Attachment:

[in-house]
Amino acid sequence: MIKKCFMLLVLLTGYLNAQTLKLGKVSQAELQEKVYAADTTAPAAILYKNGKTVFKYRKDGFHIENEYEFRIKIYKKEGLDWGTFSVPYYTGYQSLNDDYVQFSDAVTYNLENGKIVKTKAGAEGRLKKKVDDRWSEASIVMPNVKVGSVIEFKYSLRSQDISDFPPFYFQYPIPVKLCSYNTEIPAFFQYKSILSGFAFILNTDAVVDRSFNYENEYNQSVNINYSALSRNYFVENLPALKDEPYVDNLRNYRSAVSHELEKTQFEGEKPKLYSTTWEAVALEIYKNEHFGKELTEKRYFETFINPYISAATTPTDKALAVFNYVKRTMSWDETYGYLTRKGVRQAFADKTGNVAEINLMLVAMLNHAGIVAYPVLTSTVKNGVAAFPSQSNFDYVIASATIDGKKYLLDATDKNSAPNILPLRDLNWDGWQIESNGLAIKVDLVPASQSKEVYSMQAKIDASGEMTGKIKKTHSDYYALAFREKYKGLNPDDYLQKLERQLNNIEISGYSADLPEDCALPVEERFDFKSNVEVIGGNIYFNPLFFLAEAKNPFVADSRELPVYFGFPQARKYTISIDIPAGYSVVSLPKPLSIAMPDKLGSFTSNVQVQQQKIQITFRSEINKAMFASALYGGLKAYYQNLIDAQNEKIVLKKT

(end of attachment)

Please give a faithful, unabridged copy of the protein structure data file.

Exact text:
[in-house]
Amino acid sequence: MIKKCFMLLVLLTGYLNAQTLKLGKVSQAELQEKVYAADTTAPAAILYKNGKTVFKYRKDGFHIENEYEFRIKIYKKEGLDWGTFSVPYYTGYQSLNDDYVQFSDAVTYNLENGKIVKTKAGAEGRLKKKVDDRWSEASIVMPNVKVGSVIEFKYSLRSQDISDFPPFYFQYPIPVKLCSYNTEIPAFFQYKSILSGFAFILNTDAVVDRSFNYENEYNQSVNINYSALSRNYFVENLPALKDEPYVDNLRNYRSAVSHELEKTQFEGEKPKLYSTTWEAVALEIYKNEHFGKELTEKRYFETFINPYISAATTPTDKALAVFNYVKRTMSWDETYGYLTRKGVRQAFADKTGNVAEINLMLVAMLNHAGIVAYPVLTSTVKNGVAAFPSQSNFDYVIASATIDGKKYLLDATDKNSAPNILPLRDLNWDGWQIESNGLAIKVDLVPASQSKEVYSMQAKIDASGEMTGKIKKTHSDYYALAFREKYKGLNPDDYLQKLERQLNNIEISGYSADLPEDCALPVEERFDFKSNVEVIGGNIYFNPLFFLAEAKNPFVADSRELPVYFGFPQARKYTISIDIPAGYSVVSLPKPLSIAMPDKLGSFTSNVQVQQQKIQITFRSEINKAMFASALYGGLKAYYQNLIDAQNEKIVLKKT